I am looking at experiences of pain for people who experience chronic pain, but who also receive (or have received) pain as a part of their sex life – from spanking to needle play to flogging, as long as you play with pain, then it counts. What I’m exploring is how we talk about pain, what we mean by pain, and how we understand pain from a social standing. I’m hoping that, in looking at pain from a disability/impairment viewpoint alongside pain that people seek out, I will learn something new about pain, and be able to develop a theory.

If you think talking to me is something you’d like to do, please read on – please pass this on to your friends and acquaintances as well – you never know who might be interested. If you don’t want to, or can’t, be interviewed, you can still help – by passing this on, tweeting about it, or even forwarding it on to someone.

If you would like to participate – or would like to ask me any questions, please email me at: emma.sheppard@go.edgehill.ac.uk .

 

About You:

  • You must be 18 or over at the time of interview;
  • You experience chronic pain – the exact type, or reason, is not important (though we will talk about it);
  • You currently, or in the past, have consented to receiving pain as a part of sexual or erotic play (but you don’t have to identify as kinky or a BDSMer), and this is something you enjoy;
  • You’re happy to talk about your experiences of pain, sex, and sexuality;
  • You live in the UK.

 

The Interviews:

Interviews can be held over Skype, by email, or face-to-face – it’s about how you’re comfortable talking to me, and meeting your accessibility needs (as well as my own). Face to face interviews will be conducted in a location of the your choosing. If you need assistance, please feel free to bring along someone to support you – and let me know if you need any other support, such as an interpreter, or large print copies; I’m disabled myself, so I know how important it is to have what you need in the way of support.

Unfortunately I am not able to pay you for your time. There will almost certainly be cake though.

This is the big commitment – I’m going to want to interview you three times over about a year; for the first six months of that, I’m going to ask you to write a short diary entry twice a month. The first interview will be about an hour in length, and I’ll take a short life history, and then ask you some pretty open-ended questions (you can see those below). Then I’ll ask you to start keeping the diary entry – written, recorded, however you’d like – twice a month. After six months, we’ll talk again, this time for a couple of hours, and we’ll go over your diaries and things you said in the first interview. We’ll see where the conversation takes us – I’m interested in your experiences, so there’s no answer I want to hear.

Both interviews will be recorded, and I’ll then write them up, along with some notes and thoughts about your diaries. I’ll ask you to take a look at them, and in our final interview, I’ll ask you to reflect on what we’ve talked about. This is really important, because it gives you a space to tell me your thoughts and what you thought about taking part as well. Last but not least, you’ll be able to read over all three transcripts and my initial notes, and tell me if you’re happy with what I’ve got, which is when I go away and write my thesis.

Any information you give me will be made anonymous in any resulting publications – I’ll change your name, and try to keep any personal details as vague as possible.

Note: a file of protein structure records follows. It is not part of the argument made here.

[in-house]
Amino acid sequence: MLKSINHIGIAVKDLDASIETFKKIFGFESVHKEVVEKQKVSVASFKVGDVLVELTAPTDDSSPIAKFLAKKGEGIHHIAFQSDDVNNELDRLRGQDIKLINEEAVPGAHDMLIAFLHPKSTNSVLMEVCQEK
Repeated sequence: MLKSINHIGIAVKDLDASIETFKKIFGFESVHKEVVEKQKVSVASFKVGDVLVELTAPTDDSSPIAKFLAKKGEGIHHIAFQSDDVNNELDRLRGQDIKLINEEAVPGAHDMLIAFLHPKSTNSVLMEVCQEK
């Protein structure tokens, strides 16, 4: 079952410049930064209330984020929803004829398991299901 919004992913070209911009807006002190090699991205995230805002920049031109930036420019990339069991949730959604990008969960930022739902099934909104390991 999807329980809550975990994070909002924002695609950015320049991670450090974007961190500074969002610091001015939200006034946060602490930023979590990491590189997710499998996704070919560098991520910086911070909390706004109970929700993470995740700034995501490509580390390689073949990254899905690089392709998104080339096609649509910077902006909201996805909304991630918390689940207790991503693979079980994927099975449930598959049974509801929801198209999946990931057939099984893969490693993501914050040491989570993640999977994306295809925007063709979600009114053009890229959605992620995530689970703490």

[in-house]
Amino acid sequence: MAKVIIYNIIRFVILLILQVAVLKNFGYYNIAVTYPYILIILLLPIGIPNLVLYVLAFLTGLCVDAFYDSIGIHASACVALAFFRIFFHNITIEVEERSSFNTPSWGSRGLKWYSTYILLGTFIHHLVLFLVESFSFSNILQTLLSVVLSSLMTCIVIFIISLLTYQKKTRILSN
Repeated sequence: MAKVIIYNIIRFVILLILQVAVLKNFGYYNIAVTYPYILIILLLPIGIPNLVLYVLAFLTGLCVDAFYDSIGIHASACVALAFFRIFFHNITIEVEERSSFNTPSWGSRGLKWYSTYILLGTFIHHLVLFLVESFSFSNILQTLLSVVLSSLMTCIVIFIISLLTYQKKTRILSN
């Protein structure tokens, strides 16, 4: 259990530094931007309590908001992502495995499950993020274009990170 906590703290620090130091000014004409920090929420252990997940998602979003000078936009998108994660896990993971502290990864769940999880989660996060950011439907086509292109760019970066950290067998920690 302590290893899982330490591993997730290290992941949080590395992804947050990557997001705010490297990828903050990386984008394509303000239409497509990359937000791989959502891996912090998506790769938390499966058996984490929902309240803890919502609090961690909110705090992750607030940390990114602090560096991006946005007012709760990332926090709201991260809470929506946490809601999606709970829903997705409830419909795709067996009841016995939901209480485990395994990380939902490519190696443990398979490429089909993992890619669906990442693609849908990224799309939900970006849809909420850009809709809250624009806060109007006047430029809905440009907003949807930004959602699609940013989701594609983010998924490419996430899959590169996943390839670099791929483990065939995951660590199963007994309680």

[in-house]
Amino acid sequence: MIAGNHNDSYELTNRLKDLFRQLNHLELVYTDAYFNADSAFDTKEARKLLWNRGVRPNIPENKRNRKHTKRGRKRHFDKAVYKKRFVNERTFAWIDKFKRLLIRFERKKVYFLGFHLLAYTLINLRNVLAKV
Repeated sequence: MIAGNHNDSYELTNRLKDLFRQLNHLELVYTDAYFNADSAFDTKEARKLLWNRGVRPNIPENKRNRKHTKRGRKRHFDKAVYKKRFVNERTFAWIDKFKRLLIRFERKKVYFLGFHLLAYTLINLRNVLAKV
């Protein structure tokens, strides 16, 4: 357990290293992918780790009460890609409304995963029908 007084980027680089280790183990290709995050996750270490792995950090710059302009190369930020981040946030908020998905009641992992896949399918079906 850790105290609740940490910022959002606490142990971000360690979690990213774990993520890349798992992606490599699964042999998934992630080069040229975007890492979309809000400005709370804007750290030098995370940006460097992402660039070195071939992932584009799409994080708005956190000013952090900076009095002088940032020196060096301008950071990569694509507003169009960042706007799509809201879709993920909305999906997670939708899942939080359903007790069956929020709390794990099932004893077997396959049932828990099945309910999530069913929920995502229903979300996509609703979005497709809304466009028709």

Please get in touch if you have any questions at all! My email address is: emma.sheppard@go.edgehill.ac.uk , or you can get hold of me on twitter, @_ESheppard.

If you’d like to discuss this research with my supervisor, Paul Reynolds at Edge Hill University, he can be contacted at: paul.reynolds@edgehill.ac.uk

 

The Questions:

The basic questions will be the same for all participants, however, the direction of our conversation will be guided by your answers and what you want to talk about; I might have other questions, depending on what you say. You do not have to answer any question you are uncomfortable with, and I will stop or pause the interview should you wish.

The interview data and transcripts will be made anonymous in the final dissertation, and any other publication resulting from this work.

The following questions will be the initial “starter” questions, although some may not be relevant to you.

  • How do you describe your chronic pain?
  • How long have you been interested in BDSM? Was receiving pain a part of that from the beginning?
  • Do you use pain regularly in your play?
  • How does that pain feel?
  • Can you compare your chronic pain and your play pain?

The following biographical information will be collected as well:

  • Age, gender, sexual orientation, ethnicity
  • Impairment/disability
  • Age of impairment occurring/developing
  • Educational level
  • Where you’re from
  • Do you have/need a carer or personal assistant, if yes, is that person(s) a relative/friend, or an employee?

 

About Me

I’m a PhD student at Edge Hill University, and I currently live in London. I have fibromyalgia, which means I have chronic pain – among other things. I’m not currently active on the scene, although I am personally familiar with BDSM.

My background is in the social sciences, I’m interested in issues of gender, sexuality, and disability more generally – I’ve researched how queer and LBGT identities interact with disability in the past, and my interest in looking particularly at pain in what seems to be two very different situations grew out of that. I’m hoping that this research, as well as developing a bit of theory about experiencing pain, might help influence some research that can be put into more practical use for pain management – or at least change a few minds about how we think about pain.